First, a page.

Jerusalem’s Church of the Holy Sepulchre (pictured) is a cavernous and depressing place. Its ornate chapels puncture the gloom with their glitter and bling. The air, soupy with incense and candle wax, shifts and stirs with the chanting of monks and the irritable jostling of tourists and worshippers, reports The Tablet.
Like Jerusalem itself, it is a place of religious rivalry, with frequent fights breaking out among the monks of the Orthodox, Armenian, Catholic and Coptic Churches that control the building.
It is said to contain both Golgotha, where Christ was crucified, and the sepulchre where he was buried and rose again, but it is a place that evokes more a sense of the brooding darkness and mob violence of Good Friday than the Resurrection joy of Easter Sunday.
In the nineteenth century, General Charles Gordon claimed that another location, outside the walls of Old Jerusalem, near the Damascus Gate, was the real site of the Crucifixion and burial of Jesus. This site, known as the Garden Tomb, has become popular among Protestants, who have tended to reject the Church of the Holy Sepulchre because of its heavily Catholic influences.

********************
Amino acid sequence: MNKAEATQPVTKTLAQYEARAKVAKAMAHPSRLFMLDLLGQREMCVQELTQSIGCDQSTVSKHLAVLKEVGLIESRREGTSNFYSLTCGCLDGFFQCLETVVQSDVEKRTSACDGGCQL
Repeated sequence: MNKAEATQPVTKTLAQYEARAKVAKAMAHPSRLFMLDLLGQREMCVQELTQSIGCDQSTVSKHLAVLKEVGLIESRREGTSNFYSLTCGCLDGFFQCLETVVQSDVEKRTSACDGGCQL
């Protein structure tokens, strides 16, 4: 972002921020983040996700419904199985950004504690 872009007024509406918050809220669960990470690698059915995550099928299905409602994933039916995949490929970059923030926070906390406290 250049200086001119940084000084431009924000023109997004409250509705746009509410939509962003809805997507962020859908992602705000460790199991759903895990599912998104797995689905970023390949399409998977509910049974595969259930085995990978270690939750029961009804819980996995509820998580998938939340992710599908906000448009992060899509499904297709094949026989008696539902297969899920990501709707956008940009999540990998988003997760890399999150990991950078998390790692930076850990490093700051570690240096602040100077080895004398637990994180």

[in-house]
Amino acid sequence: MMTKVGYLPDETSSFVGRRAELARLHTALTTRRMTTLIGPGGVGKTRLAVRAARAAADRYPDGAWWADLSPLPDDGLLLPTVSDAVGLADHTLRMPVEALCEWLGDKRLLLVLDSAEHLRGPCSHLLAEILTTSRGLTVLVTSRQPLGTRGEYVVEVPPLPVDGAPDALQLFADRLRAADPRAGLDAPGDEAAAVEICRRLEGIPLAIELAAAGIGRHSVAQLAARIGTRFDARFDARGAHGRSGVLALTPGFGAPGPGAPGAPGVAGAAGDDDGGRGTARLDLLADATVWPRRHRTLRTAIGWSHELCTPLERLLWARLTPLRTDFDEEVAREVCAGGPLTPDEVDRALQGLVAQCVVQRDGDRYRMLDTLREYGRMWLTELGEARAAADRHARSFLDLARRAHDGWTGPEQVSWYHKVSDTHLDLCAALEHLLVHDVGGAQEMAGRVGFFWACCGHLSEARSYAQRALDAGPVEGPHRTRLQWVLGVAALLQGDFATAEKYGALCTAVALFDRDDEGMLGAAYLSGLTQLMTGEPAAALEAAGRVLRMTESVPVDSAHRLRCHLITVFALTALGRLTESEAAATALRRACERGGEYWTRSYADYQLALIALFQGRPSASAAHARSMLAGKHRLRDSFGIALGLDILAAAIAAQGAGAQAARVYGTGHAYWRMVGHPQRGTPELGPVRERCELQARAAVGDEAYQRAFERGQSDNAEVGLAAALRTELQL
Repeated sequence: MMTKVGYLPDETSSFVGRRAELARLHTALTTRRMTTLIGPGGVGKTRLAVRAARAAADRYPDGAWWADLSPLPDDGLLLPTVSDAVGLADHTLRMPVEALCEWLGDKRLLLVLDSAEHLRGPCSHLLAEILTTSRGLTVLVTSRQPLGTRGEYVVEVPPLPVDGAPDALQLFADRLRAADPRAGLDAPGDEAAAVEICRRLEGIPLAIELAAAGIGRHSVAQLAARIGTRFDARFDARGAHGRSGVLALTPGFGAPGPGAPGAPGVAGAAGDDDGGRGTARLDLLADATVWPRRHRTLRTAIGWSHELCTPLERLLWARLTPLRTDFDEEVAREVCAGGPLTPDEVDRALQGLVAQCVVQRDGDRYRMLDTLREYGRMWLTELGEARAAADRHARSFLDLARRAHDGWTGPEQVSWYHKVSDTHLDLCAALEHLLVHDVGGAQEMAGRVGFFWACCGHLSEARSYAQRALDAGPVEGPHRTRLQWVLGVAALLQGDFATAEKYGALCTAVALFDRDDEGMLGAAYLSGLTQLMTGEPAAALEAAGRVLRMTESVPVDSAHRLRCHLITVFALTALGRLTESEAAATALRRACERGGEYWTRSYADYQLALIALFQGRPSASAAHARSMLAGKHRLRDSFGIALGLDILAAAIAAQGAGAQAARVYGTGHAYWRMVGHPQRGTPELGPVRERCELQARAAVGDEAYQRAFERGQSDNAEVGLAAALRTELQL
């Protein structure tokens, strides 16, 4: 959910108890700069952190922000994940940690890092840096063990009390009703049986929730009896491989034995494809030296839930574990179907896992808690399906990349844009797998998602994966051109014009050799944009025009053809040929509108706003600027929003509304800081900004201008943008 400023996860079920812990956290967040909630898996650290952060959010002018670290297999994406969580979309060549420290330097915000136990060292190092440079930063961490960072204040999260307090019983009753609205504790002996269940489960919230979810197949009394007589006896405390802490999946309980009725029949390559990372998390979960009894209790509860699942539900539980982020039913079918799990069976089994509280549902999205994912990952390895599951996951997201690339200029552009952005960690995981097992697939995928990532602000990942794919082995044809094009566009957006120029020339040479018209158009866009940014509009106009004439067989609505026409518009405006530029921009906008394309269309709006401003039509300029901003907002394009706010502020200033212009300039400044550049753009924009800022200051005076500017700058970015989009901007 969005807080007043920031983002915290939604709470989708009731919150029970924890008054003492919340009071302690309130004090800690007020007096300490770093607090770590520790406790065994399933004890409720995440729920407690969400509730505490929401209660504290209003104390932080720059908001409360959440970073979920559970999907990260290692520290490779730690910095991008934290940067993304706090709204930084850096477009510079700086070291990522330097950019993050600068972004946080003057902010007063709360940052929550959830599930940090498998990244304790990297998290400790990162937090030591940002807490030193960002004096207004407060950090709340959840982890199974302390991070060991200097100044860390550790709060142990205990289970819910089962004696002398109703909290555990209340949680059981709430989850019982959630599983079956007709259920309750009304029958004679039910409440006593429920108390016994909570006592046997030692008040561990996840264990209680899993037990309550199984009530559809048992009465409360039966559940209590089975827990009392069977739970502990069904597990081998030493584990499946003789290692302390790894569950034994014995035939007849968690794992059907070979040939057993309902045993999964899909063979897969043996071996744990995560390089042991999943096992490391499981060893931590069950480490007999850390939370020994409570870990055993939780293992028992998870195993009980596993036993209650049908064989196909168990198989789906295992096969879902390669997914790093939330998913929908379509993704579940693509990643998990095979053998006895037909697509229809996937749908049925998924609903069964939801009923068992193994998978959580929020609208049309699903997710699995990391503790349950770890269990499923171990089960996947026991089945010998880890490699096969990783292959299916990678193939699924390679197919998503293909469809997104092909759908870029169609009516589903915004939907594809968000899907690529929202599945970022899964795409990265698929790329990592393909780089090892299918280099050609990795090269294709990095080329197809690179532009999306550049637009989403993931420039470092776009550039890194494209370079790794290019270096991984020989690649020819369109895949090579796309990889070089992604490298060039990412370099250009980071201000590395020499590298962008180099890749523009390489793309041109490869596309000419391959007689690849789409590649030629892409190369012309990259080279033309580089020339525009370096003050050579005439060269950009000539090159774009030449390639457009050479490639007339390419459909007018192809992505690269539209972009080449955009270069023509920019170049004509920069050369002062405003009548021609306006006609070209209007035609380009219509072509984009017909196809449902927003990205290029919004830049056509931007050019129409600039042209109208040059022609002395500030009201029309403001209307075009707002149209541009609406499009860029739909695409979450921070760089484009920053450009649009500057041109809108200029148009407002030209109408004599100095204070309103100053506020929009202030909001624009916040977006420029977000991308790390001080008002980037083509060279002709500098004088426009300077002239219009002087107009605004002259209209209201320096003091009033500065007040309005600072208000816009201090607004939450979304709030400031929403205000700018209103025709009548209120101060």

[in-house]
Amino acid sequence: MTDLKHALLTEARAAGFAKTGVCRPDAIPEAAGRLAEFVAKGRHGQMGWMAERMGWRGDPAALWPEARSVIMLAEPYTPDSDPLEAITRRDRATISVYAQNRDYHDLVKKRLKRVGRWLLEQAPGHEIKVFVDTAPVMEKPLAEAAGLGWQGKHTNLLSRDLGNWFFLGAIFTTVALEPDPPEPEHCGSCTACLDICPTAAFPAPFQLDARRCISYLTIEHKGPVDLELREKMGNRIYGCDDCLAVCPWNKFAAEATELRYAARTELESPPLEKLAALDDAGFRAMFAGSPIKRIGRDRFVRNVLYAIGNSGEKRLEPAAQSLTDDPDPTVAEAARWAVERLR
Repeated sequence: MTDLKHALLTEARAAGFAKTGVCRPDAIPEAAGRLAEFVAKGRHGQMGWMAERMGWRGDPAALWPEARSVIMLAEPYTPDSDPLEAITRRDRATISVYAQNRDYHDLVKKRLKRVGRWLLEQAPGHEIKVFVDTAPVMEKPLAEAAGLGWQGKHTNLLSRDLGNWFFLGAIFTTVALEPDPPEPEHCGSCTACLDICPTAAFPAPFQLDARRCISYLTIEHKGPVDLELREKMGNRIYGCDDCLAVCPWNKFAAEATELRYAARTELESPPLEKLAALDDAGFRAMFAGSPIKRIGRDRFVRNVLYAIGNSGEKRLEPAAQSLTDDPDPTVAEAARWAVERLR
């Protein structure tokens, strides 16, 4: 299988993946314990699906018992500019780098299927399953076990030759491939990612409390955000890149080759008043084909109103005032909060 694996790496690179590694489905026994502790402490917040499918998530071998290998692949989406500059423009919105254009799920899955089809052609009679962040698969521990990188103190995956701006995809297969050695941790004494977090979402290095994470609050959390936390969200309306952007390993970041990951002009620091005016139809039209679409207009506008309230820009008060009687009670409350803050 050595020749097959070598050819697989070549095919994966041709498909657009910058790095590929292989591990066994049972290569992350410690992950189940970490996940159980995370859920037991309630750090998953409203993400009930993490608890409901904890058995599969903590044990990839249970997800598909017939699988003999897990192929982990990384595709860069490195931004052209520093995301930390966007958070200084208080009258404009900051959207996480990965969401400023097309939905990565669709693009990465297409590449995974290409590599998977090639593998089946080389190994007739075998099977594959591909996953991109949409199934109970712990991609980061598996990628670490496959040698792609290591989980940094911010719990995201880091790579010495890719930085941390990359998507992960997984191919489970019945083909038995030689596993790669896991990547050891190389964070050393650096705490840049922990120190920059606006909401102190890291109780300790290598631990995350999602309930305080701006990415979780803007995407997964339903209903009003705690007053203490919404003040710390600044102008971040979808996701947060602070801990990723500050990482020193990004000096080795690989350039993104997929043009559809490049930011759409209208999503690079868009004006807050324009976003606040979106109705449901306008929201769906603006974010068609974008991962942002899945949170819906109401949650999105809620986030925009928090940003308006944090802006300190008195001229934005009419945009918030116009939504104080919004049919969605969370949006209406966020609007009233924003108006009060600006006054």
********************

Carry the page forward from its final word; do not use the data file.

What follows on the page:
Archaeologists still dispute whether either or neither of these sites is authentic, but the quest for historical authenticity sometimes has to yield to the more poetic and imaginative interpretations that inspire the life of faith.
To say this is not to discount the importance of historical research, but to recognise that there are different ways of telling the same story, and truth must find language appropriate to what it seeks to communicate.
For example, my friend’s lovely disabled daughter died last month. The autopsy diagnosed the medical condition that caused her death, but the story that moves and inspires me is the family’s account of being with her as she died, and my friend telling me of how, when she realised what was happening, she prayed for God to send angels to take her daughter to heaven.
FULL STORY Towards the shining city (Tablet)